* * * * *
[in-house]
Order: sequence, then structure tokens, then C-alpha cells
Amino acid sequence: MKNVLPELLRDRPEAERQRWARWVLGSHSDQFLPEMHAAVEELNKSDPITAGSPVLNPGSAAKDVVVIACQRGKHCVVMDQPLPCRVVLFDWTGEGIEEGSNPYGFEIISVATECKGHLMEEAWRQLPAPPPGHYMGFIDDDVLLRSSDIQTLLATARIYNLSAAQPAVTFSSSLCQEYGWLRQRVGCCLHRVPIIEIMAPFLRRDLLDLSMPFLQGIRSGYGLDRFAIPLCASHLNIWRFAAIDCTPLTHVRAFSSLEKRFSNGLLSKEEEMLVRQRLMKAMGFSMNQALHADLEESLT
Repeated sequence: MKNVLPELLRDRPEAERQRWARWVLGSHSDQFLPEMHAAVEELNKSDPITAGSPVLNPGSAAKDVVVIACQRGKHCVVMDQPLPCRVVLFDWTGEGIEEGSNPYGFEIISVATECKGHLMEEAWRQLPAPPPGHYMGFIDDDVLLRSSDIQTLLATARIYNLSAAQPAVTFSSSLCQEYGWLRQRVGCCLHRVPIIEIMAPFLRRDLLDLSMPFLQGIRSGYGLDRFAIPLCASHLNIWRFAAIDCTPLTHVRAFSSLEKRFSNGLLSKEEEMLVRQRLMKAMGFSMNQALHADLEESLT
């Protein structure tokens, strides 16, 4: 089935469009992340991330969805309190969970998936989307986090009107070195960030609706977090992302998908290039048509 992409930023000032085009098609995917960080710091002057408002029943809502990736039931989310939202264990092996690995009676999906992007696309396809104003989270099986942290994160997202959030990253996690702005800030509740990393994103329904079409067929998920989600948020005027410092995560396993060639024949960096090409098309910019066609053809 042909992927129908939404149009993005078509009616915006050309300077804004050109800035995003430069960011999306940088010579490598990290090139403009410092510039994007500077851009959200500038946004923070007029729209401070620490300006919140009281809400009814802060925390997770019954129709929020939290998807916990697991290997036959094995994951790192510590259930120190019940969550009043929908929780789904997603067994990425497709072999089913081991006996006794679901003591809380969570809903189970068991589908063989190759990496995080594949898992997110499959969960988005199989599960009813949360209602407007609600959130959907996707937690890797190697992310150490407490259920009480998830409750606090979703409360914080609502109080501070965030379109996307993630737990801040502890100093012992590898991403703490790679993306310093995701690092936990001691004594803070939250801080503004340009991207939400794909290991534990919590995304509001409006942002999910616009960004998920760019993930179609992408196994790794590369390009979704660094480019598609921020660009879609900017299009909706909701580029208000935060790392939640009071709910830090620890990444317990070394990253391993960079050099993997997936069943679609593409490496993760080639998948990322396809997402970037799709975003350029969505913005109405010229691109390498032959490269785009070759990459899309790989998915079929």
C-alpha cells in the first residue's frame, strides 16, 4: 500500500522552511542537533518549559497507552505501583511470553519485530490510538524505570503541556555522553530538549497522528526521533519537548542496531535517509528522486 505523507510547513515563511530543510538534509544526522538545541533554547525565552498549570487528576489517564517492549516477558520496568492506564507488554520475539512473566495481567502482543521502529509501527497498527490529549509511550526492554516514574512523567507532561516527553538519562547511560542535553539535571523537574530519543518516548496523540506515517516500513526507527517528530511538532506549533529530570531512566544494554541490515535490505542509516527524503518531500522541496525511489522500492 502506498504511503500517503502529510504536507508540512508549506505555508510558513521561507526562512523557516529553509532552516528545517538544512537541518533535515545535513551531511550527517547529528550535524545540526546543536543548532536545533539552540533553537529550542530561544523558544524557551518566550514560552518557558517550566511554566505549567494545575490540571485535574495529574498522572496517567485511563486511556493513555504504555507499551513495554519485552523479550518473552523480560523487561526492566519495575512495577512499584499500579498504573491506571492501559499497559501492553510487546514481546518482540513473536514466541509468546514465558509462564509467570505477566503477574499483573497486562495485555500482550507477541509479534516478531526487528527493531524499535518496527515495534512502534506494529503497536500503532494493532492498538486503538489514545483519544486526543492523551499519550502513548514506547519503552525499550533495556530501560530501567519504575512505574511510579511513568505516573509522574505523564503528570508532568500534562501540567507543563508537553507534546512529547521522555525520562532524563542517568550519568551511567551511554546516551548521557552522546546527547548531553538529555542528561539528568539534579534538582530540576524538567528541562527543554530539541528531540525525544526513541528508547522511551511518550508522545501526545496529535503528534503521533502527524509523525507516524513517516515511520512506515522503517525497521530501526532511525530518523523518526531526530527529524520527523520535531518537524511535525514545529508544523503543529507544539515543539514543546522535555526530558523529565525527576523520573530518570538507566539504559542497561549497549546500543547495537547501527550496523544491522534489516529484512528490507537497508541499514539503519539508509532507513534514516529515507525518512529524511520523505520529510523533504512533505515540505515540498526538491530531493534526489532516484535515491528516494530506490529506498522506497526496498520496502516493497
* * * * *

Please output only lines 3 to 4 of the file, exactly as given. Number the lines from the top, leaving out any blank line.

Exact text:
Amino acid sequence: MKNVLPELLRDRPEAERQRWARWVLGSHSDQFLPEMHAAVEELNKSDPITAGSPVLNPGSAAKDVVVIACQRGKHCVVMDQPLPCRVVLFDWTGEGIEEGSNPYGFEIISVATECKGHLMEEAWRQLPAPPPGHYMGFIDDDVLLRSSDIQTLLATARIYNLSAAQPAVTFSSSLCQEYGWLRQRVGCCLHRVPIIEIMAPFLRRDLLDLSMPFLQGIRSGYGLDRFAIPLCASHLNIWRFAAIDCTPLTHVRAFSSLEKRFSNGLLSKEEEMLVRQRLMKAMGFSMNQALHADLEESLT
Repeated sequence: MKNVLPELLRDRPEAERQRWARWVLGSHSDQFLPEMHAAVEELNKSDPITAGSPVLNPGSAAKDVVVIACQRGKHCVVMDQPLPCRVVLFDWTGEGIEEGSNPYGFEIISVATECKGHLMEEAWRQLPAPPPGHYMGFIDDDVLLRSSDIQTLLATARIYNLSAAQPAVTFSSSLCQEYGWLRQRVGCCLHRVPIIEIMAPFLRRDLLDLSMPFLQGIRSGYGLDRFAIPLCASHLNIWRFAAIDCTPLTHVRAFSSLEKRFSNGLLSKEEEMLVRQRLMKAMGFSMNQALHADLEESLT